Wednesday, March 20, 2019

What did Donald Trump do today?

He escalated his recent feud with a man who has been dead for seven months.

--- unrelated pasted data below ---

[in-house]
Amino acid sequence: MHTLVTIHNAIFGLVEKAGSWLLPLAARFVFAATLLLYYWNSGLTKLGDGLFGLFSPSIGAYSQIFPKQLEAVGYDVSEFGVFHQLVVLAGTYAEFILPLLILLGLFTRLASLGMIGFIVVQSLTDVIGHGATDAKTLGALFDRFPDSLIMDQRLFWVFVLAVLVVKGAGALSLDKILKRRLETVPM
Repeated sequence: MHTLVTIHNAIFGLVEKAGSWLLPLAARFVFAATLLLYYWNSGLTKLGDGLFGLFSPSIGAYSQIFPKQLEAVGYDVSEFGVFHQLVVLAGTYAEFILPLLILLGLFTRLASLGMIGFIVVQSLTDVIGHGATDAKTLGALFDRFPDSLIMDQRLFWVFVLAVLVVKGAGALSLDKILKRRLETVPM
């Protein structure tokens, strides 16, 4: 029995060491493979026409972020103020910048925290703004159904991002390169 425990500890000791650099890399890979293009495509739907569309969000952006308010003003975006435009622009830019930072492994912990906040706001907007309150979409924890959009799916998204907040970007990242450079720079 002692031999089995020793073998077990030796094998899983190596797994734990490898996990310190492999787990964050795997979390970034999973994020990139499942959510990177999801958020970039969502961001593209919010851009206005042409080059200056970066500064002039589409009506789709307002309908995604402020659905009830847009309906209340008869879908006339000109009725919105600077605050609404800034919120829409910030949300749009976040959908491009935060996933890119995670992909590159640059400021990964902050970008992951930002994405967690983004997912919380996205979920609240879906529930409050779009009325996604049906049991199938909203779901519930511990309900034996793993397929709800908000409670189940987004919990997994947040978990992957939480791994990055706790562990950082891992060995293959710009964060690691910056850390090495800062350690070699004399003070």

Trump has, for reasons he has not explained, been very angry at the late Sen. John McCain lately, seven months after McCain died of brain cancer. Today, Trump went to Lima, Ohio, and gave a speech at a factory that manufactures tanks for the Army. In the middle of his speech, which was supposed to be about manufacturing, Trump interrupted himself to rant for more than five minutes about McCain.